Setting Boundaries as a Kinship Provider

Setting boundaries as a kinship provider

Big concepts like love and community are rooted in the idea that we’re willing to help others even when it hurts us. The idea is called altruism, and it’s a big part of what makes a family work. Kinship caregivers, like foster and adoptive parents, are expected to be altruistic. But they face a unique challenge – in order to do what’s best for a child in their care, they often risk damaging their relationship with their own child. Setting boundaries as a kinship provider is a big challenge because when it’s all in the family, doing the right thing can really hurt.

Picture this: Your phone rings unexpectedly late on a weeknight. You pick up and find out it’s
Child Protection and Permanency. They let you know that your daughter, who is in her early 20s, is struggling with an addiction. As a result, her two sons, whom she loves very much, are taken into state custody.

“Would you be willing to take your grandchildren into your home?” they ask.

Without a second thought, you agree and so take the first steps on an intensely personal journey, not knowing when, where or how it might end.

What you do know is that you’ll have to tread carefully – your grandchildren’s future, your daughter’s health and your personal emotional well-being all hinge upon your ability to set boundaries between what everyone wants and what is best for them. Deciding between the two will take a heavy dose of discretion.

Here are a few questions you can ask yourself to help determine how boundaries can be set:

How will I handle seeing my daughter without her child?

Having to take your granddaughter into your custody while your daughter gets back on track can put lots of strain on your relationship. Time normally spent together, like during holidays, can get awkward quick. Outside of mandated visitation, it’s up to you to decide how involved your daughter can be with her child.

Are my kinship children’s parents able to act like the role models my kinship children deserve? Everyone goes through rough patches in life. Some handle them much better than others. If your kinship children’s parents are unable to compose their emotions, it will most likely reflect negatively on your kinship children. Think about the type of behavior that led to your daughter losing custody of your granddaughter. Was she violent? Neglectful? Is she battling an addiction? Different harmful behaviors will mean setting boundaries in different ways. Think also about the episodes in your daughter’s life that may have driven her to the behavior that led to her losing custody. Set boundaries for yourself so that you can avoid those episodes the second time around.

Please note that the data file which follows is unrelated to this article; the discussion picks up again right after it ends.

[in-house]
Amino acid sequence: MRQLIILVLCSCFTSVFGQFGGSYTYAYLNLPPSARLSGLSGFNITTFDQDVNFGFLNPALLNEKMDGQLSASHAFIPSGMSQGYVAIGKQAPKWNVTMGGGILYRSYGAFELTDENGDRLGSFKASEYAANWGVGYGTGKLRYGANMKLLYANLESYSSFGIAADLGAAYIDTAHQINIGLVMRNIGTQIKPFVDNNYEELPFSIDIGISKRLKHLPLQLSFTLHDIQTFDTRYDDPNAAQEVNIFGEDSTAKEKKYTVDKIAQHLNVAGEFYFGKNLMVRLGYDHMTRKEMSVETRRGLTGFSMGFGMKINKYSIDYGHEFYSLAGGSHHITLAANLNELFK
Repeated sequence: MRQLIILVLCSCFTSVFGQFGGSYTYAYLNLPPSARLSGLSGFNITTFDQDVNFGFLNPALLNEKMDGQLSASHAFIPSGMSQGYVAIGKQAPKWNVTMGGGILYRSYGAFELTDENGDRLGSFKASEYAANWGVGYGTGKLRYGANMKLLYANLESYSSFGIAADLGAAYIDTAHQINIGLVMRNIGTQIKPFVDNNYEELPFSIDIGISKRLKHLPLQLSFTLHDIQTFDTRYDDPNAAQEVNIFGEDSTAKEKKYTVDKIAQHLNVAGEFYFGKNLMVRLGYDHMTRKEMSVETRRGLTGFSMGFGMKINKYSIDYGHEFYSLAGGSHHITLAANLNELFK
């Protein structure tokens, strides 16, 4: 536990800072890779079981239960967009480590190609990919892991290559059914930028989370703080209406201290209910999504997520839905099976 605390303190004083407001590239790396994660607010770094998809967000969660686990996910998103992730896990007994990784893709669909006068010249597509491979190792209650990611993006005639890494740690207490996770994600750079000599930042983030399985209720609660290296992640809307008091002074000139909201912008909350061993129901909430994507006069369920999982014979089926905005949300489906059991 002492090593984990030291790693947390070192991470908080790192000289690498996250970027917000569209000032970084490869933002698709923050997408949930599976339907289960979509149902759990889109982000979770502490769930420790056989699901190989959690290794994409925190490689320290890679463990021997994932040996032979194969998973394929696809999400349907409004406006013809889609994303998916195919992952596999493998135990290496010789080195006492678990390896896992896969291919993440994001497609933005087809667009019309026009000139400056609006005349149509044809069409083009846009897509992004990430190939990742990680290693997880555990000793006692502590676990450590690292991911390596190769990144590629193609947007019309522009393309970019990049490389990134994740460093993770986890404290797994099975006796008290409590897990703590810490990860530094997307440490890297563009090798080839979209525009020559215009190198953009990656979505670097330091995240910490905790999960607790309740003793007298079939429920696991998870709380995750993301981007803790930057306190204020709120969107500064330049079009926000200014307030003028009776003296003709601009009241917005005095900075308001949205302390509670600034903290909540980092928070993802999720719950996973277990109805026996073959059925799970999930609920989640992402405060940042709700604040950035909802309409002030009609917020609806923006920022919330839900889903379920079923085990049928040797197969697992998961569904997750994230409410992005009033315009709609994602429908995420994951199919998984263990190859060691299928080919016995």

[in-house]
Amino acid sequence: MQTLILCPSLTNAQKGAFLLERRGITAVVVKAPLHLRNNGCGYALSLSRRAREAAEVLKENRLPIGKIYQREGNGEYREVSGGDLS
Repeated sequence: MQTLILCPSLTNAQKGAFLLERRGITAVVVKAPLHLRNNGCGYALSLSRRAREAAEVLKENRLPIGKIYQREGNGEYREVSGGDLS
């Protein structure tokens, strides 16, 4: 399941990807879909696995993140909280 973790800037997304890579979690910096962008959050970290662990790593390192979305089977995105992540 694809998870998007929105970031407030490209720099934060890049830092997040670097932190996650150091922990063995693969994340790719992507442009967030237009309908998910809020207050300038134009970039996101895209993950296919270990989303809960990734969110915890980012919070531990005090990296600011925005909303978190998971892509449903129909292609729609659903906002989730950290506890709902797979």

How is my relationship with my daughter?

You can’t choose family. Sometimes the game of chance leaves us with love and friendship that lasts a lifetime and sometimes it presents us with monumental challenges. It won’t be the challenges themselves, but how you handle them, that will help decide the fate of your family. Obviously it’s a big (and very stressful) responsibility, so while doing your best to manage the emotions of both your daughter and your granddaughter, be sure to remember that you cannot please everyone all the time. What you can do, however, is carefully weigh their best interests and act on them to your best ability.

How old are my kinship children and are they on pace developmentally?

For young children, it is your responsibility to make decisions that will set them on a path towards happiness and health. As children become teens and teens approach adulthood, they begin to make their own decisions about how their relationship with their parents will or won’t progress.

Setting boundaries for people you care about will be difficult. Like so much of life, it’s all about balancing short-term comforts and long-term success. If you can get the balance right, your kinship children and their parents will have you to thank for the rest of their lives.  Even if your daughter or granddaughter is unhappy with the process, you can rest assured that you did your best and always kept their best interests in mind.

Author: Thomas Castles, FAFS Communication and Development Associate

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